Blog

Indigenous Agency Under Colonization

Western colonialism was a major transformational force in human history. Of the existing countries, around 80% were former European colonies, comprising two thirds of the global population today. It is well recognized that colonial rule imposed enormous challenges to the native populations who suffered extraction of their lands, destruction of their cultures, and physical abuses. … Continue reading Indigenous Agency Under Colonization

A Bit More about Theory in Historical Political Economy

As Volha mentioned in her post on Monday, she, Eugene Finkel, and I are working on something—a review of the field of historical political economy for an audience of political scientists. As part of that process, I have been thinking about the role of theory in HPE. Sean Gailmard’s recent guest post is a useful … Continue reading A Bit More about Theory in Historical Political Economy

The Trajectory of a Booming Field: A Look Back at a Decade of HPE Research

Historical political economy (HPE) is a vibrant research field that traverses traditional disciplinary boundaries. In the past ten years, the number of articles in this tradition in top political science journals has more than doubled. In this post, I discuss some patterns and tendencies in the HPE articles in top political science journals that Eugene … Continue reading The Trajectory of a Booming Field: A Look Back at a Decade of HPE Research

How States Create Ethnic Cleavages

Voting Day

Prominent theories of ethnic politics expect the initiatives of political entrepreneurs to determine whether an ethnic identity—religious, tribal, regional, linguistic, or racial—becomes an element of party competition. According to these theories, entrepreneurs strategically construct ethnic-based coalitions of voters, organize around ethnic identities in response to electoral rules or institutional change, or use pre-existing organizations to … Continue reading How States Create Ethnic Cleavages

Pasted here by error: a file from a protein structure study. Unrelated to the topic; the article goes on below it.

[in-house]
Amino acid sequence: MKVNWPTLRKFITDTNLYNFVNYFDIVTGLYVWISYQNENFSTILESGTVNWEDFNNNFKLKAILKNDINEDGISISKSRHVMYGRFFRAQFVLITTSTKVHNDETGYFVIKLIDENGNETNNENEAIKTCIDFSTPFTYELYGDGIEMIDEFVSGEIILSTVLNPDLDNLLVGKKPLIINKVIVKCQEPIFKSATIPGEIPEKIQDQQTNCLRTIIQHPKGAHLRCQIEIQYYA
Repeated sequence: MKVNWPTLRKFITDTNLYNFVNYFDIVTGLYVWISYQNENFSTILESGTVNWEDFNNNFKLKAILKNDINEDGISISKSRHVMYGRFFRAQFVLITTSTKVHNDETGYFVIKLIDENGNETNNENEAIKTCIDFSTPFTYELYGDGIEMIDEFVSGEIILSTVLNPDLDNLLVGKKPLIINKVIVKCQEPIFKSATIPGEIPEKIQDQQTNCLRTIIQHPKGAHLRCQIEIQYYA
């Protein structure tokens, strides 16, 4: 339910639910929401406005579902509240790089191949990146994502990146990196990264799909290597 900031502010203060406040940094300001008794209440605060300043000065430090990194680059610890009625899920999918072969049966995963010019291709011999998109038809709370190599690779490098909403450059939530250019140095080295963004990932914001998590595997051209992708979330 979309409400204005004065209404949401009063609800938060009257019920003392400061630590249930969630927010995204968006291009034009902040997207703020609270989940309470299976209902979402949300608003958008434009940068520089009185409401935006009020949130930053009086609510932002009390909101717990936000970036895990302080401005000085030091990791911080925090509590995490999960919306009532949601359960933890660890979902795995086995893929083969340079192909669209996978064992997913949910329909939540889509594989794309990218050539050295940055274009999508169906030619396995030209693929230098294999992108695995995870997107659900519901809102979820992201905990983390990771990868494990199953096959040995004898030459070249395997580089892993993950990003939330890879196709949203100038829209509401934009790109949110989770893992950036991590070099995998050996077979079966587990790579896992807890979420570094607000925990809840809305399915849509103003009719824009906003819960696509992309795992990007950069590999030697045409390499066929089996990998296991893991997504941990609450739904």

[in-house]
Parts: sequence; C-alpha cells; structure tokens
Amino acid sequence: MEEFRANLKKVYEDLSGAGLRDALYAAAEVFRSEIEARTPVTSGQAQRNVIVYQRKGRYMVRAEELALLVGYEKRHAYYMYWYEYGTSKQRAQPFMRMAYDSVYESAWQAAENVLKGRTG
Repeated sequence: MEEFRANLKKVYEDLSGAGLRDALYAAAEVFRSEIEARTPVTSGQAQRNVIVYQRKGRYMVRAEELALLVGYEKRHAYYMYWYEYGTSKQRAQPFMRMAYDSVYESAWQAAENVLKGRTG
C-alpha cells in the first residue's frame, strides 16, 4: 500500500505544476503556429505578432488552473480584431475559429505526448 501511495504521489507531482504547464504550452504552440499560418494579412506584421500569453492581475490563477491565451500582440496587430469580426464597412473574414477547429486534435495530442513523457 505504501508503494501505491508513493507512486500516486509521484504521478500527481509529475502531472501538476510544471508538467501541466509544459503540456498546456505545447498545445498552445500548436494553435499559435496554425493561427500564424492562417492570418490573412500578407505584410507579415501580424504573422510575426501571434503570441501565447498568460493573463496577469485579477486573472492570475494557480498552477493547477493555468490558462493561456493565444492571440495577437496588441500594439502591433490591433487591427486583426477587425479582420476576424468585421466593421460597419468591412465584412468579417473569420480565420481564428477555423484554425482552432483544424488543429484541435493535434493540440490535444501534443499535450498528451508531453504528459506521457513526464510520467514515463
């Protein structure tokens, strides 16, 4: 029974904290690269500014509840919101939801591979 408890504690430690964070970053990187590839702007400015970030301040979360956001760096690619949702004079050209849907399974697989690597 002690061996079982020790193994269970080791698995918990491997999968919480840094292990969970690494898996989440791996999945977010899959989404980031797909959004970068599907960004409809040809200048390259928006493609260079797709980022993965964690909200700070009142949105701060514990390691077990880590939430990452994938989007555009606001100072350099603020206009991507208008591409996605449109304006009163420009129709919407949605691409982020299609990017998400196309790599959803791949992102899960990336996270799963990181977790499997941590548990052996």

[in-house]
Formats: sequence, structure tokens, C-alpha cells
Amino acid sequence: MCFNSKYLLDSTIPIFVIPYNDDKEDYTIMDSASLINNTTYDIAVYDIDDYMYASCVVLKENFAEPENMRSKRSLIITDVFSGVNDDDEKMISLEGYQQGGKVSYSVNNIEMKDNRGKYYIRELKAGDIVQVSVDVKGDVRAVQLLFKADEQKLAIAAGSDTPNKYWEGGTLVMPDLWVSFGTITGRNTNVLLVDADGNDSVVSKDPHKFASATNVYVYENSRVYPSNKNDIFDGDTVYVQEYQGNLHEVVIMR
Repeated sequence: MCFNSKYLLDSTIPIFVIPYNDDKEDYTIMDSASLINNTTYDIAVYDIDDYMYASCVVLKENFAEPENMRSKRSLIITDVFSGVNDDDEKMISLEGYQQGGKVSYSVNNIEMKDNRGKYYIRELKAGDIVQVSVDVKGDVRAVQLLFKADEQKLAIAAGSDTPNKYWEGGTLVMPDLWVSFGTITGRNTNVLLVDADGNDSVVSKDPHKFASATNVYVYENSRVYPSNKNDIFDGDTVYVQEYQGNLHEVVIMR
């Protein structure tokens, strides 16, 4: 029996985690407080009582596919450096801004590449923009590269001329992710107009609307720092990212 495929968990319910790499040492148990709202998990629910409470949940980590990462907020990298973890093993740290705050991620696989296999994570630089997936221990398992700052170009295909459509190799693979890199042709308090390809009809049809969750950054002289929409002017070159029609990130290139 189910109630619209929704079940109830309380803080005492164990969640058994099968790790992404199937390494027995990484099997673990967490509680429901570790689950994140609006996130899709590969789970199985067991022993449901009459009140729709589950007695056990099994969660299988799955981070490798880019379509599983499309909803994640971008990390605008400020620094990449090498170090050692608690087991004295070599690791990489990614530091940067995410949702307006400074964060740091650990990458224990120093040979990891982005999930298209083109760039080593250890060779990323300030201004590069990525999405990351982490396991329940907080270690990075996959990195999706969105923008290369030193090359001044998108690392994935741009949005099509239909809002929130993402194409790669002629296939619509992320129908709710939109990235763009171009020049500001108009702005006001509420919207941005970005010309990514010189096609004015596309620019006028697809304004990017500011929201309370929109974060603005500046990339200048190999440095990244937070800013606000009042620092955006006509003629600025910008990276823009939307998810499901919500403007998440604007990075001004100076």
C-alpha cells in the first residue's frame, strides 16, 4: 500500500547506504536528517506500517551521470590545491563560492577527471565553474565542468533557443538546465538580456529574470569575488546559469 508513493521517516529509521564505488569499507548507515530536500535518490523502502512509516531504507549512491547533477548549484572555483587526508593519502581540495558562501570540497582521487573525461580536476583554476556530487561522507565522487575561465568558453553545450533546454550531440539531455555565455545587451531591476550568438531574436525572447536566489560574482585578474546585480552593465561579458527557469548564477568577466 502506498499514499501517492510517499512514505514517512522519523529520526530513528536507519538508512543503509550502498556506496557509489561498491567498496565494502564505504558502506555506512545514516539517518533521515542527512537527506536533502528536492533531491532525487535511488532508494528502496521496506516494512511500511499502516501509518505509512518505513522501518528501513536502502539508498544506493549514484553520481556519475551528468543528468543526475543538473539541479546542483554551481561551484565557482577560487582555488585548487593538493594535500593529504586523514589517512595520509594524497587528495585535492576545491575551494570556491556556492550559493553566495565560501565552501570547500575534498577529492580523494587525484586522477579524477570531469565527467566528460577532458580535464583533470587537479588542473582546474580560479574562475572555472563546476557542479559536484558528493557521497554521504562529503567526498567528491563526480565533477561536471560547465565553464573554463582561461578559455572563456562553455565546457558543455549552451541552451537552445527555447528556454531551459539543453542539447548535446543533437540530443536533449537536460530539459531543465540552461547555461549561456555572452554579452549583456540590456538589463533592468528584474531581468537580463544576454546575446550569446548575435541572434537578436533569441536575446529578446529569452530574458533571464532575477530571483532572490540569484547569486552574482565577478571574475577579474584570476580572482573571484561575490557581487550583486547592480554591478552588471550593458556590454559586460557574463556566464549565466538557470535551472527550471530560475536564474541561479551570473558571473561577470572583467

When State Building Backfires

Engraving by Francisco Mora. In José María Morelos, el Siervo de la Nación, 1957, Sociedad de Amigos del Libro Mexicano.

By Francisco Garfias and Emily Sellars This month, the Mexican government is celebrating its 200th anniversary of independence from Spain. The nation’s independence was won after a protracted conflict sparked by an event celebrated across the country every year on this date (September 15th): Miguel Hidalgo’s Cry of Dolores in 1810. Hidalgo’s uprising heralded the … Continue reading When State Building Backfires

A Short Political-Economic History of Property Rights in the American West

In the early 19th century, the Louisiana Purchase (1803) and Mexican Cession (1848) doubled the United States land mass, changing it politically and culturally. The image of the cowboy, the homesteader, and westward expansion has shaped much of American popular culture ever since (Ficken and Hausladen, 2003). These new lands also brought forward one of … Continue reading A Short Political-Economic History of Property Rights in the American West

Religion and Political Economy in History (Part II)

It has been nearly four months since my last new column, which I titled “Religion and Political Economy in History (Part I).” That title suggested there would at minimum be a part II. But we here at Broadstreet thought we should take a well-deserved break over the summer, so part II has been slow in … Continue reading Religion and Political Economy in History (Part II)

Union Contributions to the Historic Shift in Workplace Governance

At the same time that union density in the United States has declined (Figure A) and labor law has “ossified” and “drifted”, employment law has flourished (Figure B), proliferating at the state level and expanding into new substantive domains (Source: Galvin 2019). For the vast majority of 21st century workers, what workplace rights and protections … Continue reading Union Contributions to the Historic Shift in Workplace Governance

Slavery, Technology and the Social Origins of the US Agricultural State

The early months of 1862 saw the US Congress busy devising war plans. Soldiers were recruited on an unprecedented scale. An entirely new currency funded immediate military spending. Enslaved people flocking to Union lines demanded some kind of policy response. In the middle of all this, Congress somehow found time to create the U.S. Department … Continue reading Slavery, Technology and the Social Origins of the US Agricultural State